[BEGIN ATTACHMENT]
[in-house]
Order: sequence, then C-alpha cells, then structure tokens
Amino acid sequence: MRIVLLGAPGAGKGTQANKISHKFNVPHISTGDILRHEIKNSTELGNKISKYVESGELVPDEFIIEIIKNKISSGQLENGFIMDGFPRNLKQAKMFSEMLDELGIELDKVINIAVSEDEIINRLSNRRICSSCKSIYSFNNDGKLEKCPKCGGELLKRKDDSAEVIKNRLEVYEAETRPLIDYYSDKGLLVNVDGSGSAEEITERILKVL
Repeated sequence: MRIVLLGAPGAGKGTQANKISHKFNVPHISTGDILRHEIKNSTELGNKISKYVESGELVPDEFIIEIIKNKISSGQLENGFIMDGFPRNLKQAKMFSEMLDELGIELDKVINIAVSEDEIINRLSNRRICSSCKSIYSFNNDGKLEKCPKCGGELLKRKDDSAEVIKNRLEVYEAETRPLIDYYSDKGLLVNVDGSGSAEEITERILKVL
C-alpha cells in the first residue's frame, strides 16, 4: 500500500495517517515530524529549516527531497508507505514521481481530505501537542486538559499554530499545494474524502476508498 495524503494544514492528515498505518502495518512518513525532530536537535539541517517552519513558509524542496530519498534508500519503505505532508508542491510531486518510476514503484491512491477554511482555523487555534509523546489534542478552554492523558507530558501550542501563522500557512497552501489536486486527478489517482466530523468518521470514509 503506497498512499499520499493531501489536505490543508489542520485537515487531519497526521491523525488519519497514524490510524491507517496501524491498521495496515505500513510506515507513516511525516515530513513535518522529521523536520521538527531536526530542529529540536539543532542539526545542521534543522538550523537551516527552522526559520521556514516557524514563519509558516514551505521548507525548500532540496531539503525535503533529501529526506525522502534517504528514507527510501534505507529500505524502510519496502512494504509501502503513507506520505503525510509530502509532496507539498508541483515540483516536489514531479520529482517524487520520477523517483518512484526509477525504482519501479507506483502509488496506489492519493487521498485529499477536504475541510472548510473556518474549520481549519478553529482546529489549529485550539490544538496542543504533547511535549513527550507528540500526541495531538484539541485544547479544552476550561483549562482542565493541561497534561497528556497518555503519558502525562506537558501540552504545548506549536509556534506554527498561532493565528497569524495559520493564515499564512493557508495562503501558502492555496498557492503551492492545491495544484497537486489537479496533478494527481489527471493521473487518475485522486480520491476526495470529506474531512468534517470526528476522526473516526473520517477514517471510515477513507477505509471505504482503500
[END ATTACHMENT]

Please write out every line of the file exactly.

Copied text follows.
[in-house]
Order: sequence, then C-alpha cells, then structure tokens
Amino acid sequence: MRIVLLGAPGAGKGTQANKISHKFNVPHISTGDILRHEIKNSTELGNKISKYVESGELVPDEFIIEIIKNKISSGQLENGFIMDGFPRNLKQAKMFSEMLDELGIELDKVINIAVSEDEIINRLSNRRICSSCKSIYSFNNDGKLEKCPKCGGELLKRKDDSAEVIKNRLEVYEAETRPLIDYYSDKGLLVNVDGSGSAEEITERILKVL
Repeated sequence: MRIVLLGAPGAGKGTQANKISHKFNVPHISTGDILRHEIKNSTELGNKISKYVESGELVPDEFIIEIIKNKISSGQLENGFIMDGFPRNLKQAKMFSEMLDELGIELDKVINIAVSEDEIINRLSNRRICSSCKSIYSFNNDGKLEKCPKCGGELLKRKDDSAEVIKNRLEVYEAETRPLIDYYSDKGLLVNVDGSGSAEEITERILKVL
C-alpha cells in the first residue's frame, strides 16, 4: 500500500495517517515530524529549516527531497508507505514521481481530505501537542486538559499554530499545494474524502476508498 495524503494544514492528515498505518502495518512518513525532530536537535539541517517552519513558509524542496530519498534508500519503505505532508508542491510531486518510476514503484491512491477554511482555523487555534509523546489534542478552554492523558507530558501550542501563522500557512497552501489536486486527478489517482466530523468518521470514509 503506497498512499499520499493531501489536505490543508489542520485537515487531519497526521491523525488519519497514524490510524491507517496501524491498521495496515505500513510506515507513516511525516515530513513535518522529521523536520521538527531536526530542529529540536539543532542539526545542521534543522538550523537551516527552522526559520521556514516557524514563519509558516514551505521548507525548500532540496531539503525535503533529501529526506525522502534517504528514507527510501534505507529500505524502510519496502512494504509501502503513507506520505503525510509530502509532496507539498508541483515540483516536489514531479520529482517524487520520477523517483518512484526509477525504482519501479507506483502509488496506489492519493487521498485529499477536504475541510472548510473556518474549520481549519478553529482546529489549529485550539490544538496542543504533547511535549513527550507528540500526541495531538484539541485544547479544552476550561483549562482542565493541561497534561497528556497518555503519558502525562506537558501540552504545548506549536509556534506554527498561532493565528497569524495559520493564515499564512493557508495562503501558502492555496498557492503551492492545491495544484497537486489537479496533478494527481489527471493521473487518475485522486480520491476526495470529506474531512468534517470526528476522526473516526473520517477514517471510515477513507477505509471505504482503500